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Hendrix students work to keep bikes road-ready

By Emily Van Zandt

This article was published October 11, 2012 at 12:00 a.m.

hendrix-senior-adam-grippo-works-on-a-bike-at-the-student-run-bike-shop-on-campus-grippo-began-repairing-his-own-bikes-in-high-school-to-save-money

Hendrix senior Adam Grippo works on a bike at the student-run bike shop on campus. Grippo began repairing his own bikes in high school to save money.

— The bike racks at Hendrix College may be full, but that doesn’t mean the bicycles are ready to ride.

Neglect, plus flat tires and lots of rust, mean many college students have a hard time keeping their gear road-ready. It’s an expensive business: Just a tuneup can cost $50 at a professional bike shop. Major repairs can run hundreds of dollars.

The Hendrix Bike Revolution is there to try to help. In 2006, the student-run club was founded to help encourage students to do more bicycling. The senior founders started helping with minor repairs when they could. When the club was eventually handed down to Brennan McGinn in 2009, he and a friend decided the best way to help encourage biking on campus was to help students keep their gear in riding condition.

“We ended up working with the school and getting space for a shop,” said McGinn, who now works as assistant manager at the Conway bike shop The Ride.

With donated tools and funding support from the Hendrix Student Senate, the bike shop has grown into a place that five to 10 students a day rely on for fixes. The shop, open from 5-10 p.m. Monday through Thursday, is now staffed by two paid members of the Hendrix Bike Revolution, Adam Grippo and Michael Ottenlips. The student mechanics each receive a stipend of $1,200 a year for their work.

“We get a lot of tube changes from flat tires, and brake adjustments,” Grippo said, pouring over the shop’s crammed log book. The labor is free, but students have to pay for parts. The bill is typically much more manageable than what a student might encounter at an off-campus shop.

“Someone once brought in a completely rusted-out red Schwinn bike and wanted it to be his commuter,” Grippo said. “I think that one took us two months to finish.”

Grippo said the student ended up paying around $100 for their work. If he had taken it to The Ride, “we would have recommended he didn’t do the repairs. … It would have been too expensive,” McGinn said.

With the Hendrix student population growing, the bike shop is often backed up with work, especially in early fall and late spring. Grippo and Ottenlips estimate there are about 400 students with bicycles on campus, and around 50 percent of those students ride on a regular basis. The mechanics said they see the number grow each year.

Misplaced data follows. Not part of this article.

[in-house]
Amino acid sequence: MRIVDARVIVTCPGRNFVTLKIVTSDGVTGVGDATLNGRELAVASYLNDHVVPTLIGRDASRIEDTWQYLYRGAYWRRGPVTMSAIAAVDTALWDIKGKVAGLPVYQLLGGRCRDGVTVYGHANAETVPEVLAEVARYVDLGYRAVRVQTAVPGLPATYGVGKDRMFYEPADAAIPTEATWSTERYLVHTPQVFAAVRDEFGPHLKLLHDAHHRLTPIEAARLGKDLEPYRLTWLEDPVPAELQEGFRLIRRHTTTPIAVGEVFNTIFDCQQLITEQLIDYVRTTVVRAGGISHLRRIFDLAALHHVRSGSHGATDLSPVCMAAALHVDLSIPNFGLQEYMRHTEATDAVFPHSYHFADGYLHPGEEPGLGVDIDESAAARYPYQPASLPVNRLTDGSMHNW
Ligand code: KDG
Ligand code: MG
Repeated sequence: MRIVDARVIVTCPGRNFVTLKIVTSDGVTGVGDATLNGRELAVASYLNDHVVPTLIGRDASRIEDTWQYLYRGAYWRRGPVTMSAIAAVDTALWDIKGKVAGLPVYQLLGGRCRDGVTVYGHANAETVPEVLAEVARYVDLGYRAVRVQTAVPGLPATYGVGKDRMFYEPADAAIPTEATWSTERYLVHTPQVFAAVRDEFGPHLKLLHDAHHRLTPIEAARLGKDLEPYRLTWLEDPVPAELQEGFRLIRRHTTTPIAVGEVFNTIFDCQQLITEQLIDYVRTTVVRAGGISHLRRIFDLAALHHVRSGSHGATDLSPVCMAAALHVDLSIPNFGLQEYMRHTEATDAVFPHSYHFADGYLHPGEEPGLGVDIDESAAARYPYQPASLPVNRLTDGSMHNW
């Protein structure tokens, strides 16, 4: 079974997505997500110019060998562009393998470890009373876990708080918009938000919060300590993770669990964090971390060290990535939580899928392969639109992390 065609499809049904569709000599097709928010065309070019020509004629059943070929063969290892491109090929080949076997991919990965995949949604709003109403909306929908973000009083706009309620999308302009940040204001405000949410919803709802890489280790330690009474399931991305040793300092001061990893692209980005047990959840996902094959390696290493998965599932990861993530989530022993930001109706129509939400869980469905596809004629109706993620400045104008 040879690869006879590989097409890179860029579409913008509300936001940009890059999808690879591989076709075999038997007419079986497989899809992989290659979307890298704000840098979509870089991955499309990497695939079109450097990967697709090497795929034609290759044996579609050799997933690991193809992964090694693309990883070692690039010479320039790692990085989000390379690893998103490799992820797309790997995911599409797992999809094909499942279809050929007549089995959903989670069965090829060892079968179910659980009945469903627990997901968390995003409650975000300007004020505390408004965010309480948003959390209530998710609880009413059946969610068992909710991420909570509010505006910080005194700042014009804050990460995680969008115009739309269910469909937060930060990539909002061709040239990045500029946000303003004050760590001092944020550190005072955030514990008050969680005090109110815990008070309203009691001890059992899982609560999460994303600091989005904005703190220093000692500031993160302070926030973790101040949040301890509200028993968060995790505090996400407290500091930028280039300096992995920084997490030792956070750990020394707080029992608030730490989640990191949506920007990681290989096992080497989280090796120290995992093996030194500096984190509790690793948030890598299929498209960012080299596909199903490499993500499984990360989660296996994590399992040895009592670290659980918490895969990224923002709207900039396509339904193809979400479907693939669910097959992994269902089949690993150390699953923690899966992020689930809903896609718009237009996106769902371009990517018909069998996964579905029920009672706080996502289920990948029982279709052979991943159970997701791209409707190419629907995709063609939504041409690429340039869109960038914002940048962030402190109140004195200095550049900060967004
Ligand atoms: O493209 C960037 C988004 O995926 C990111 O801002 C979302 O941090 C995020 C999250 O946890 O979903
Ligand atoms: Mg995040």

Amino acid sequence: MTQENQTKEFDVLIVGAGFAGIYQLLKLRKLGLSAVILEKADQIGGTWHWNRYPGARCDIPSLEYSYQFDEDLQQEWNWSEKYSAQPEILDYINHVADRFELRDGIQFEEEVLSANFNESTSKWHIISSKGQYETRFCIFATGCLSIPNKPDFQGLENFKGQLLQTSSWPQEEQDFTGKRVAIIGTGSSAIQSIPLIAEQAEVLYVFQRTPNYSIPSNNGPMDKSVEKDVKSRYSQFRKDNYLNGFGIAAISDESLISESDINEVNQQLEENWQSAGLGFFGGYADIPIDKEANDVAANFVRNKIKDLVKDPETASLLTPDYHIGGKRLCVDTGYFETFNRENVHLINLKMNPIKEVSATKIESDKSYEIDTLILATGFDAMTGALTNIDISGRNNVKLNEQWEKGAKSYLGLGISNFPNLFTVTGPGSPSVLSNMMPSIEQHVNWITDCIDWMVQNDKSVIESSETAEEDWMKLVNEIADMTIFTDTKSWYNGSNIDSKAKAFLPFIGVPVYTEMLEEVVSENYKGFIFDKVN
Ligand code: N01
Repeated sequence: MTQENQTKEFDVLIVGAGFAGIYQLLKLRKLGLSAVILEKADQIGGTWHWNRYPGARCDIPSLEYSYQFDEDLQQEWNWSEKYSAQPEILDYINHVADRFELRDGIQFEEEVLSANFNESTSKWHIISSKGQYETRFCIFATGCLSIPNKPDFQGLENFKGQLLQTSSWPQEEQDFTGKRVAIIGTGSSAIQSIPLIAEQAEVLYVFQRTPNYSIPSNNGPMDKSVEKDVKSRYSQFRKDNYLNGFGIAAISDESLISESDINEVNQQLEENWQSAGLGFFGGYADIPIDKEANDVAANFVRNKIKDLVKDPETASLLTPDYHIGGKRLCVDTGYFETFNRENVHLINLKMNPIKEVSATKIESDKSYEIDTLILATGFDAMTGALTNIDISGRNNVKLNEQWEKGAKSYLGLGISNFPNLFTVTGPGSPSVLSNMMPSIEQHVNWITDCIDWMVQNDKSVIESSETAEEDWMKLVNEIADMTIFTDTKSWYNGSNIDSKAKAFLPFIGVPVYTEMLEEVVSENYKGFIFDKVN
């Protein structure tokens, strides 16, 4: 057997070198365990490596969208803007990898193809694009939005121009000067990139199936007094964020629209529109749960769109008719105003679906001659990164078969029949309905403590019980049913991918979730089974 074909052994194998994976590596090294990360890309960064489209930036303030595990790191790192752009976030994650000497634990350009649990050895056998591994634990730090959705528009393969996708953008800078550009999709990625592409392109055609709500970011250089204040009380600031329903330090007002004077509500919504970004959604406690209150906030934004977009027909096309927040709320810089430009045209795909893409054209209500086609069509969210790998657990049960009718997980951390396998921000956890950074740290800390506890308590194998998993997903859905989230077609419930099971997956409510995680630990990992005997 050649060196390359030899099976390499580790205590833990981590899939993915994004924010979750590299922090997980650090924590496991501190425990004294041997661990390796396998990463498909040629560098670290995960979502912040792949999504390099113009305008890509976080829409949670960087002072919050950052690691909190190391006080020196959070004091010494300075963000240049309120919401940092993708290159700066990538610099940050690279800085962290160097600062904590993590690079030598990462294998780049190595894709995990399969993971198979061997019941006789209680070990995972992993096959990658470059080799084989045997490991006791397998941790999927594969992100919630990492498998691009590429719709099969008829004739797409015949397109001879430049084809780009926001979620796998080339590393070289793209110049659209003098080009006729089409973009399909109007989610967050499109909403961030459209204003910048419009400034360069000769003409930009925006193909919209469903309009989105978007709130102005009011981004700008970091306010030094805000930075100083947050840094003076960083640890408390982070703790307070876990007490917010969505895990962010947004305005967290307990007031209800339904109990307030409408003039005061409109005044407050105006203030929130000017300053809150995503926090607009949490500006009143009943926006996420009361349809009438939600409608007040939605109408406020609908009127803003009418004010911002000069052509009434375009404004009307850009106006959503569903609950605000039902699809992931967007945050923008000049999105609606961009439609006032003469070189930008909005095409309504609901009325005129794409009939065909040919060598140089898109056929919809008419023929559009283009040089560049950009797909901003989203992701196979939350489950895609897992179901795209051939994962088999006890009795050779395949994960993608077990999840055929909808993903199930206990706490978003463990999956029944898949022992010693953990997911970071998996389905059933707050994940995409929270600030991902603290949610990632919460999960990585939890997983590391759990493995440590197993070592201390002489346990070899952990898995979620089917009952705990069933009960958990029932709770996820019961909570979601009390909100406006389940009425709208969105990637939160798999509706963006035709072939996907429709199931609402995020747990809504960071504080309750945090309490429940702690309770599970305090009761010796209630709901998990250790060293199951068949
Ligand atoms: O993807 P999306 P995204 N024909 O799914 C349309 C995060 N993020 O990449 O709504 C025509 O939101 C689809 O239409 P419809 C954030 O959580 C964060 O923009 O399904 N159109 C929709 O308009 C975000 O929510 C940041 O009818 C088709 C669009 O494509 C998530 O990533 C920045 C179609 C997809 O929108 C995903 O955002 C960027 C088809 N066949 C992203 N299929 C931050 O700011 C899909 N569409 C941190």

“Hendrix is a small campus, so you don’t really need to bike, but people are really focused on sustainability and not needing to rely on a car for things like grocery runs,” McGinn said. “Conway has gotten more bike-friendly over the years with more lanes. I don’t feel like I’m endangered when I ride across town.”

Grippo, a senior with a major in chemistry, started bicycle racing when he was in high school, and learned to fix bikes with his dad to save on costs. Grippo will hand down his tools to an apprentice when he graduates, just as McGinn did with him. The process ensures that the Hendrix Bike Revolution keeps up with student demands. Ottenlips, a junior who learned to fix bikes while he was busy wrecking them while mountain biking, will stick around next year.

As a club, the Bike Revolution would like to expand its riding program to not just focus on repair, but on actively encouraging students to bicycle more often. With a budget of just more than $5,000 this year, the club was able to purchase five new bikes to add to the fleet that they rent out from the school library. The 10 bikes are often all checked out, especially on nice days.

In addition to repairs, Grippo and Ottenlips try to act as teachers when they can, helping people learn to pump up tires or do their own brake adjustments, and even change a tire.

“I’d say 90 percent of the students who come in here are clueless,” Grippo said. “Neglect is the biggest thing we battle.”

Though an off-campus bike shop may be only a few miles away, the convenience of having a free place to go on campus is what keeps many students coming back. And a friendly face doesn’t hurt.

“Hopefully, we’re more approachable since we’re students, too,” Grippo said.

Staff writer Emily Van Zandt can be reached at (501) 399-3688 or evanzandt@arkansasonline.com.

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